I hope I have helped to educate.

  4. I have a question for Becky. Are you the same Becky Carlson who coaches at Quinnipiac? If so, maybe Becky should talk to her coaching colleague and head coach of the Quinnipiac women’ s basketball team Tricia Fabbri. This is what Tricia Fabbri recently said about Geno Auriemma:

    “Well, first of all, Geno has been such a mentor for me going way back,” she said. “He helped me in this process, get the job at Quinnipiac a long, long time ago, 22 years ago. But really just a gold standard, a great guy, and then he was so excited. He reached out as soon as we won, and so complimentary of what we were able to accomplish over the weekend.

    “The fact that he is wearing our shirt in support of our team in this tournament, at this time, just so thankful. And very grateful for his support and UConn women’s basketball’s support of Quinnipiac women’s basketball and the two teams in Connecticut representing women’s basketball in the Sweet 16.”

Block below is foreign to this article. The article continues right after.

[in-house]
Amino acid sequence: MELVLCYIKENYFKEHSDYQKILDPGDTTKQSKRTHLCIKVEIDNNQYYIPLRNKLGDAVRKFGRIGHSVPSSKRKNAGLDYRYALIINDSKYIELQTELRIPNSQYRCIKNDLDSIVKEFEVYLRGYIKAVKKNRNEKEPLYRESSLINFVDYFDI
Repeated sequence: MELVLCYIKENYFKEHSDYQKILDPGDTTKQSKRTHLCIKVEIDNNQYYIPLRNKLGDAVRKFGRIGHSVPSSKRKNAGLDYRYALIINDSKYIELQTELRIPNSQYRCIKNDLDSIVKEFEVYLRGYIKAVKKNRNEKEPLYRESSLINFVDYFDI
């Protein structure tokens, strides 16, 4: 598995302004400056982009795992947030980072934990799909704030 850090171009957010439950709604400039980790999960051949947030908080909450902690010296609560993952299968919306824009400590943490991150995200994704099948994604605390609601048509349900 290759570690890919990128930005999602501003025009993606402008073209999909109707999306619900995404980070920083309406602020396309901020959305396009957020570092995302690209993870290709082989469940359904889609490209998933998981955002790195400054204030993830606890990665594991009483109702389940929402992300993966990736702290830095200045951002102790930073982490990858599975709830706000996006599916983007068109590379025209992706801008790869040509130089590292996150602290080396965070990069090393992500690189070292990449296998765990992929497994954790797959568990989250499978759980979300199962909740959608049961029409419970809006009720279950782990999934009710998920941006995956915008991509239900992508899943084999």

5. Okay, I’m wrong. Different Becky Carlson, but the point still stands. The words of Tricia Fabbri speak to Geno’s impact and many of us had never heard that story.

  6. Hi Joan, and Helen.

    Joan, no you had the right Becky Carlson of Quinnipiac and yes, I know Coach Fabbri as she is a colleague. I had lunch with her a few weeks ago and that hasn’t changed my position.

    Helen – Thanks for your comment. Please go back and read my comment over again where I state “I am not saying that Geno can or should change this alone but his voice matters and he has pull. I have to imagine the players of the NCAA understand this better than anyone but which coaches are empowering their athletes to understand and recognize their second class citizenship, still, in 2017?”